With half a million Rohingya refugees having fled Myanmar for nearby Bangladesh, Medical Teams International is rushing to prevent the spread of deadly diseases at the cramped makeshift camps. A 20-person team of doctors, nurses, and support staff is on the ground, improving the health of thousands in the midst of what's become the worst refugee crisis in the world.
Changes are swift in the refugee settlements within the Cox’s Bazar district of Bangladesh. When hundreds of thousands of people cross a border in a matter of weeks, conditions change each minute.
Prior to August 25, roughly 200,000 Rohingya refugees were living in two refugee camps in southeastern Bangladesh. Since then, those two camps have exploded in population. Dozens of additional “spontaneous” settlements have sprung up, and thousands of people have chosen to settle along the roads.
Within a day, laborers can clear off the tops of hills and create terraces for rudimentary shelters made of cheap black tarps.
A large family of Rohingya refugees live in this makeshift shelter, little more than a tarp splayed across a bamboo structure.
The weather changes just as quickly. The rainy summer season is almost over, but this means that some days are scorching while others bring downpours. When it rains, canals between the hills fill quickly, turning the hills into islands and forcing people to wade through muddy water to reach the roads.
At the same time, progress is swift: on an empty field in the middle of a makeshift camp a small medical tent springs up, replaced the next day by a larger hospital tent, replaced the next by a temporary structure made of bamboo.
Workers are constantly laying bricks to solidify the roads. Medical Teams International--in partnership with the United Nations High Commissioner on Refugees and the Bangladeshi government--were able to open Kutupalong Camp’s first diarrhea management center.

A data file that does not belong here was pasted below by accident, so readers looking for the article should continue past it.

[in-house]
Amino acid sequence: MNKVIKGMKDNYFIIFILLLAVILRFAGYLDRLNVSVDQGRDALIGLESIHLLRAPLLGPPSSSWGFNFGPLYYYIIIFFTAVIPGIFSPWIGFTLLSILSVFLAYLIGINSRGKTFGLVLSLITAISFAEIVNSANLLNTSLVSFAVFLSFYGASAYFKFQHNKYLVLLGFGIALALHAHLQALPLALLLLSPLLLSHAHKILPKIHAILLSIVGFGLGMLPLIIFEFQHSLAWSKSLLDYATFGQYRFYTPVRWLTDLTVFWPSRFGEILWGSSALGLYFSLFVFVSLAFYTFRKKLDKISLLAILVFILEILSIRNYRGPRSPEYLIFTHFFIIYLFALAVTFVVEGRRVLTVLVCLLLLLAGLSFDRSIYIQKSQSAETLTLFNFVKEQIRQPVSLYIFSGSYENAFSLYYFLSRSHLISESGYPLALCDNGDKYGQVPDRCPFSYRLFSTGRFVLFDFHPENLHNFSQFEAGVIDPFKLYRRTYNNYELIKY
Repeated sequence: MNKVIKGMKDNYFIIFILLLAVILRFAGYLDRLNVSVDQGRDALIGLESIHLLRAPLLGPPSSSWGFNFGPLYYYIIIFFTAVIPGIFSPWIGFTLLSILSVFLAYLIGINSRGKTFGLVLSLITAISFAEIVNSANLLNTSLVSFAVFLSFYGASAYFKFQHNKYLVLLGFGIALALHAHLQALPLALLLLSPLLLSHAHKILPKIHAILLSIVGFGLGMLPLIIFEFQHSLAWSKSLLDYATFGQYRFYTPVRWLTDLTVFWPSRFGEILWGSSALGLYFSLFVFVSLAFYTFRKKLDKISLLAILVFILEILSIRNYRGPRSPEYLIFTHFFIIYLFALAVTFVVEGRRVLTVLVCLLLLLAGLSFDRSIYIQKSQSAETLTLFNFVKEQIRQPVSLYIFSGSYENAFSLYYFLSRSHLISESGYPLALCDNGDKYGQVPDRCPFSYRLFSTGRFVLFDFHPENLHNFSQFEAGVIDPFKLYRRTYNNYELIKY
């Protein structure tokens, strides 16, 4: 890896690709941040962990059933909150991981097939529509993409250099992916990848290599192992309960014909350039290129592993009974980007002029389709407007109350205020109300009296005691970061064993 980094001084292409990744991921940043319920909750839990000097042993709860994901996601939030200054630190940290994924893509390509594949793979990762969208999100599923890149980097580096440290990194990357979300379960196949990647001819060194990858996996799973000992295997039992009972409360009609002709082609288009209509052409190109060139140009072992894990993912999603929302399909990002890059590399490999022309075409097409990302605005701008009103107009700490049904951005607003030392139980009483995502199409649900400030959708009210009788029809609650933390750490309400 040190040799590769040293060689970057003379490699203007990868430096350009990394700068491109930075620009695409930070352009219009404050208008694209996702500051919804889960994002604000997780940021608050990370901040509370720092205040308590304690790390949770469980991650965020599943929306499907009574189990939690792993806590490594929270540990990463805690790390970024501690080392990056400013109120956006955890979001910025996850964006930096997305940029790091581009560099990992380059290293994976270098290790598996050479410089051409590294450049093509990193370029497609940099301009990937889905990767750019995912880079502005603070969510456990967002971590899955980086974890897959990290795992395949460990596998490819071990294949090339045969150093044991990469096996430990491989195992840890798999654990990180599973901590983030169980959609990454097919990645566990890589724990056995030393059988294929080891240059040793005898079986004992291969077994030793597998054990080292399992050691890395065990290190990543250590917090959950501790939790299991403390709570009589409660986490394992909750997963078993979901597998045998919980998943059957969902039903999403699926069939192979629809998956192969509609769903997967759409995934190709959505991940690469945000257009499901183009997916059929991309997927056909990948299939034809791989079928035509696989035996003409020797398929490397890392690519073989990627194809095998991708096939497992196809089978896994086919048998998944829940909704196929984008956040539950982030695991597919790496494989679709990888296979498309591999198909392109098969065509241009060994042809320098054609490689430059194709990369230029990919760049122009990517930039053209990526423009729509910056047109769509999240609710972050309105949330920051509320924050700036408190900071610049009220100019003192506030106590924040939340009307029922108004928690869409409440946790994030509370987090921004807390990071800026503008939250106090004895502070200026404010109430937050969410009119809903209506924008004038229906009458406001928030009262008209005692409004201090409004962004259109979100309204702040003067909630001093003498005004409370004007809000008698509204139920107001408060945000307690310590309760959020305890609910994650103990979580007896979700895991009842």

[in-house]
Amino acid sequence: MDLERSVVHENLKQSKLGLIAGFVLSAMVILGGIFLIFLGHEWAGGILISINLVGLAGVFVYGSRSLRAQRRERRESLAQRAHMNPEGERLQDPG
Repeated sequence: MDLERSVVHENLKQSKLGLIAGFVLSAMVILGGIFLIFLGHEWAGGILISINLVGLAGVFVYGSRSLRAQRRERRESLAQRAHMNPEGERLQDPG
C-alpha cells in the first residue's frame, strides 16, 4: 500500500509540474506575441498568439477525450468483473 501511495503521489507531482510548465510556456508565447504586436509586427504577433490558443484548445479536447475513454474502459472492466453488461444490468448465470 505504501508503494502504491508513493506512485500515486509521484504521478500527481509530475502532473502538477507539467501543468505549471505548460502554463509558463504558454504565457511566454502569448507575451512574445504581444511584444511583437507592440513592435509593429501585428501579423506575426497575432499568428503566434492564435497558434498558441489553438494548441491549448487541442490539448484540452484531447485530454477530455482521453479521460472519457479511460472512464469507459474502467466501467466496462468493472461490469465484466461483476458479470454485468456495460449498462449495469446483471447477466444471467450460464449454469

Rebecca, a nurse, and Bruce, a doctor, treat an infant at Medical Teams' diarrhea management clinic.
In just a few days, doctors and nurses from Medical Teams and a local partner have consulted with and treated 72 patients, most of whom were suffering from diarrhea and dehydration. Meanwhile, Medical Teams' community health worker program has already visited 60 families in the broader Kutupalong settlement area, giving health and hygiene guidance and supplying families with oral rehydration salts, soap, and other hygiene materials.
Community Health Workers (with backpacks) visit their neighbors in the Kutupalong settlement area to dispense health and hygiene advice and check for signs of illnesses.
Each day brings its own challenges, disappointments, and successes. The refugees still face dangerous camp conditions: overcrowding and inadequate water, sanitation, and hygiene facilities mean that diseases can easily spread.
The tarps that people are using for shelter will wear out in a few months and will need to be replaced. Women and girls don’t have access to enough private latrines and other safe spaces. But the small victories still matter, like training Rohingya youth to be health workers in their communities and making sure a malnourished child gets treatment at a health care facility.
You are supporting tireless efforts to keep these refugees healthy. More than 540,000 Rohingya are now displaced, living in filthy conditions and needing support. To learn more about the crisis and to donate, click here.